The Competition Appeal Court (CAC) recently reversed the Competition Tribunal's decision to conditionally approve the merger between Momentum Group Limited (Momentum) and African Life Health (ALH), in which Momentum acquired the entire share capital of ALH.

Momentum is a wholly owned subsidiary of FirstRand Limited (FirstRand), which also holds 65,6% of Discovery Holdings Ltd (Discovery). Being part of the FirstRand group, Momentum and Discovery have common non-executive directors on their respective boards. Momentum and Discovery compete in medical aid administration. The Competition Commission had assessed the merger on the basis that Momentum and Discovery form part of a single economic entity and notionally combined Momentum's and Discovery's market shares (31,2%), with ALH’s (3,3%) and concluded that, in a 'worst case' scenario, the merged entity would have a market share of 34,6%. The Competition Commission accordingly recommended approval of the merger without conditions.

The Tribunal found that the merger raised no competition concerns absent the link between ALH, via FirstRand, to Discovery. The Tribunal's concern was that the common directorships could lead to an exchange of sensitive information at board level where a market division strategy could conceivably be entertained between Discovery and Momentum. While the Tribunal accepted that pre-merger Discovery and Momentum competed vigorously, it found that there was nothing preventing FirstRand from changing its strategy from a competitive to a collaborative one, thereby reducing competition. The Tribunal approved the merger on condition that the common directorships on the Discovery and Momentum boards were eliminated.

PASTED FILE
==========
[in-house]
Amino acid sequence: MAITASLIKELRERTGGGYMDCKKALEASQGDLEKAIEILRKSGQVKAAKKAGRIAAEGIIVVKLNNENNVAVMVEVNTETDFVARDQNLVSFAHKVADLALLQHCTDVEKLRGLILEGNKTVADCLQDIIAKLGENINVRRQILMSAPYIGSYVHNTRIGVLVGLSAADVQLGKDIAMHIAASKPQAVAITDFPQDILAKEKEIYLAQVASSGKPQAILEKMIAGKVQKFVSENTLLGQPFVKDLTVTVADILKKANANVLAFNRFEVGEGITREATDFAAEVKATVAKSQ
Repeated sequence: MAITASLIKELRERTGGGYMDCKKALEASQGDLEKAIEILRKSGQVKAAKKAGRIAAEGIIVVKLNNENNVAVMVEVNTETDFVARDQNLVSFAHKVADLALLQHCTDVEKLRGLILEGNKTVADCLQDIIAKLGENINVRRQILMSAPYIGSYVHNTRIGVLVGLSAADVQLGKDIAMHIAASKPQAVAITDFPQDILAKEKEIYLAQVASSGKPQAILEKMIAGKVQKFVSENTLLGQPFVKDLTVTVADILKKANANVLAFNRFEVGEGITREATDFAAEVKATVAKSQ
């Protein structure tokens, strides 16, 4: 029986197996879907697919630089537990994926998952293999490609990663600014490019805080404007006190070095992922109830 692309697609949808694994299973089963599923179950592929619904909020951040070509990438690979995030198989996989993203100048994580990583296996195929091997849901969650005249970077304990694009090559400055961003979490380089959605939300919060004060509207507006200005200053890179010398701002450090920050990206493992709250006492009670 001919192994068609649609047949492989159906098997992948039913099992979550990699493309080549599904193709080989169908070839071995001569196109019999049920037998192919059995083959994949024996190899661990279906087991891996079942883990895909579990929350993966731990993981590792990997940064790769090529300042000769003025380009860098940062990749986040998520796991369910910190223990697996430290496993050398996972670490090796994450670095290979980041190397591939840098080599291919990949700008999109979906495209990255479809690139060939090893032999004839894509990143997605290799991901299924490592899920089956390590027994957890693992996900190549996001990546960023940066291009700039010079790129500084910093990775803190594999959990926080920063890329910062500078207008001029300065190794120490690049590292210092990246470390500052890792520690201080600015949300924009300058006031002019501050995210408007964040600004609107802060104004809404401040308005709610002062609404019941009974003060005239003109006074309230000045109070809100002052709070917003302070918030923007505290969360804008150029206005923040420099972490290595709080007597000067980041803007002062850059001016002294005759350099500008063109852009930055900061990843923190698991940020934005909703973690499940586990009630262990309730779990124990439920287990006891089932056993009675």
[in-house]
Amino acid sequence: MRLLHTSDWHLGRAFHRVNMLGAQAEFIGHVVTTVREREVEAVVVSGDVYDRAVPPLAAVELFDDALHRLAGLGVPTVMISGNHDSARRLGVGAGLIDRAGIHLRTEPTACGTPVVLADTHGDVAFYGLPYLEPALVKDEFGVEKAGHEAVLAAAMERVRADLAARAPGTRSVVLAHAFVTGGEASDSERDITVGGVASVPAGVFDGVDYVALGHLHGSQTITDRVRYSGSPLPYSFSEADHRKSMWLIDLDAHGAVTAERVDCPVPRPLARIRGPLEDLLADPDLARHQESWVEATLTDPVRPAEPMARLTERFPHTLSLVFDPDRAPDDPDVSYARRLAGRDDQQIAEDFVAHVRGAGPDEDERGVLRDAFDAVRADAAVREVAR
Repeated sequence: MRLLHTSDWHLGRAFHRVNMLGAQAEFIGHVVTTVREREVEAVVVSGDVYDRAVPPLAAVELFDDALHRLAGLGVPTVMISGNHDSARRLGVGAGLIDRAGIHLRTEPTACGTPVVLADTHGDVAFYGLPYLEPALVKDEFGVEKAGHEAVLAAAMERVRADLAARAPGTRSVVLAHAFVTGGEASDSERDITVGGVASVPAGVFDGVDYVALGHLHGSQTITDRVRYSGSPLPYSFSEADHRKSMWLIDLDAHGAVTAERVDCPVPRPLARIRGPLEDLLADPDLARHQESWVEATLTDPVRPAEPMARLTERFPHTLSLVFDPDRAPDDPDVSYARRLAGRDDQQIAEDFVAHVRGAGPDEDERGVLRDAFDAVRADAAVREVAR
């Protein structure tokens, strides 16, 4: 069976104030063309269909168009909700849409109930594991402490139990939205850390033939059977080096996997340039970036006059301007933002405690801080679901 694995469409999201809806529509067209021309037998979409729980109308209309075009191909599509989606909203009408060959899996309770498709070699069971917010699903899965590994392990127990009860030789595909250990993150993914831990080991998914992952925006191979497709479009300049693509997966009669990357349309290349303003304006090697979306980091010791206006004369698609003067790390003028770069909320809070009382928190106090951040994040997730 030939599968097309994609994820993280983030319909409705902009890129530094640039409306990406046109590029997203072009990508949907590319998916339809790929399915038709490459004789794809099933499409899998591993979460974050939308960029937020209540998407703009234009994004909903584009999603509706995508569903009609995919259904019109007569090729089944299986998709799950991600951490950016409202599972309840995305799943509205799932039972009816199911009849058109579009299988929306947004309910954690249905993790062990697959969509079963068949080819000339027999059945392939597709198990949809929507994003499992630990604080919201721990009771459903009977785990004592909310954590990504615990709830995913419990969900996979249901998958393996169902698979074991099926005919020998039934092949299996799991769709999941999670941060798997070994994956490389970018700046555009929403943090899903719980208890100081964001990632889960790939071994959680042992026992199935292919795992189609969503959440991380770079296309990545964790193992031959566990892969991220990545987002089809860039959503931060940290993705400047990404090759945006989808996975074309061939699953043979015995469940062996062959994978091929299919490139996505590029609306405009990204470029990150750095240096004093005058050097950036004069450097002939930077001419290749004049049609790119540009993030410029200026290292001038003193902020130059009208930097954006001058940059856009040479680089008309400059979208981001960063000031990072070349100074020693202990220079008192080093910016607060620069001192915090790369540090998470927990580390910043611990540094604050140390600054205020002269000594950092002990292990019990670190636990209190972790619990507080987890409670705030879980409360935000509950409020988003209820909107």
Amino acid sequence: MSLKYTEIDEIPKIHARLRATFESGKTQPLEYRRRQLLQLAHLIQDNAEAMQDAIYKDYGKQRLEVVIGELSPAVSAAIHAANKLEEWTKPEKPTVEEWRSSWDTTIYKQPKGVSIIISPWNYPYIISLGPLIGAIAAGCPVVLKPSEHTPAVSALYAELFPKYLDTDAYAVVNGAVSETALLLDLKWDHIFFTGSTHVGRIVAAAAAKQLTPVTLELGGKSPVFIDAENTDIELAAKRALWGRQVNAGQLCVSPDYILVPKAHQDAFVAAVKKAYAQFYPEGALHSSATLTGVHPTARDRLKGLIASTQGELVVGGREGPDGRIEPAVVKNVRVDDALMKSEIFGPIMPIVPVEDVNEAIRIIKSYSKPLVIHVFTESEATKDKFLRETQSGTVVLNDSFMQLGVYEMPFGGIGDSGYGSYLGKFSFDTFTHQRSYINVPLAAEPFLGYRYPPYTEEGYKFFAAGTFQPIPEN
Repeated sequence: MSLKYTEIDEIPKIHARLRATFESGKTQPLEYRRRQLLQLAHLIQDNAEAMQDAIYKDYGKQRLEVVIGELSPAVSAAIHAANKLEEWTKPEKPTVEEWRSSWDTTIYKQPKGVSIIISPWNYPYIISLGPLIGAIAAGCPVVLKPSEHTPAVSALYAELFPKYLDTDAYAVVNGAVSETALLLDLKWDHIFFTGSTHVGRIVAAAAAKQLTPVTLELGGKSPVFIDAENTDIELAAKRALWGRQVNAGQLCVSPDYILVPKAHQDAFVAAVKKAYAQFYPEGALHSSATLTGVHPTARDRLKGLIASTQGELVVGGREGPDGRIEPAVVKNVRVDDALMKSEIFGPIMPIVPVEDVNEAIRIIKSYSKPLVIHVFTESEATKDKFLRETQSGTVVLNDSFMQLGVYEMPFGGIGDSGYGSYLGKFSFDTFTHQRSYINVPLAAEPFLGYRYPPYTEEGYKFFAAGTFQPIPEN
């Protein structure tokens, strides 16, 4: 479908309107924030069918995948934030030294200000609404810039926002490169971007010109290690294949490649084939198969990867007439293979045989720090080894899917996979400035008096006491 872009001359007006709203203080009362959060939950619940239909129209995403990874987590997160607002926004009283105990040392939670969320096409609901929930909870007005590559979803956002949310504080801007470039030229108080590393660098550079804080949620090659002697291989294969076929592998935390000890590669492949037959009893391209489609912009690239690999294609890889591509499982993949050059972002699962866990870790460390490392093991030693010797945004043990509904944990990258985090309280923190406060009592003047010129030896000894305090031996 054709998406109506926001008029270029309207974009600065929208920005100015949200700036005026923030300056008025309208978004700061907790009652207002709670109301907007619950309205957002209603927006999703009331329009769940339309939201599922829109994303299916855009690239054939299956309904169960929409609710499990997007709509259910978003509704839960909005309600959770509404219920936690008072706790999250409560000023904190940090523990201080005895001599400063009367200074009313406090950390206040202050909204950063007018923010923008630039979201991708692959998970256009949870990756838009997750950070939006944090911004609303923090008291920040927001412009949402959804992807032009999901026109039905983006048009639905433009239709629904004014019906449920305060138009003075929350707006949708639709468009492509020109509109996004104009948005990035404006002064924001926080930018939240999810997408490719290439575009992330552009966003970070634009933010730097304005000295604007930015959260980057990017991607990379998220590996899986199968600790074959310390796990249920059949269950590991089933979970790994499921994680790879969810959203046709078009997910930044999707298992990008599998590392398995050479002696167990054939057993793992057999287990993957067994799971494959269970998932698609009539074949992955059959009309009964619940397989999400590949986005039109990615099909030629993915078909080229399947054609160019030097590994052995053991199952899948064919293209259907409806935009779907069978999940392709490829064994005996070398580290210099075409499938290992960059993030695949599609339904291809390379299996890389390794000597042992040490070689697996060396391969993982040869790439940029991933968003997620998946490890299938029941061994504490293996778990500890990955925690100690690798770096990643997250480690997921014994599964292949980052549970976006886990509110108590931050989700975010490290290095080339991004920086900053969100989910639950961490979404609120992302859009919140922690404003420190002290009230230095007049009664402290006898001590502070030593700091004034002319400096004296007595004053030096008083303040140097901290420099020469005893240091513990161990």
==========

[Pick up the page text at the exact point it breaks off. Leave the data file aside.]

The CAC overturned this decision on the basis that the conditions provided no safeguard for competition. It noted that Momentum and Discovery, being part of the FirstRand stable, were considered by the Tribunal to be a single economic entity (although this issue was not analysed by the Tribunal in any detail). Accordingly, the elimination of cross-directorships would be an ineffectual measure to safeguard competition as Discovery and Momentum were ultimately controlled by the same entity. The court also found that the cross directorships were not merger specific as they existed pre-merger and that there was no evidence that post-merger there would have been an enhanced incentive to co-ordinate rather than compete.

The question of whether or not Momentum and Discovery form part of a single economic entity was of considerable importance in this case, yet it was not properly examined by any of the authorities considering the merger.

If it is accepted that Momentum and Discovery are part of a single economic entity, and could legitimately change their competitive strategy to one of non-competitive coordination, then there was no basis for the Tribunal imposing the condition of director resignations as AHL would form part of the pre-existing single economic entity post-merger. If, however, the firms were not part of a single economic entity, and provided there was a substantial lessening or preventing of competition as a result of the merger, the conditions could arguably be considered apposite as the merger would bring a third competitor (AHL) into the FirstRand stable with the potential for the exchange of competitively sensitive information and co-ordinated conduct which did not exist before.

The differing decisions in respect of this merger from the competition authorities indicate the complexity and the importance of balancing the economic and legal issues that relate to competition regulation. One is left to ponder what the fate of the merger would have been had the all important issue of whether or not these firms formed part of a single economic entity been given greater consideration.

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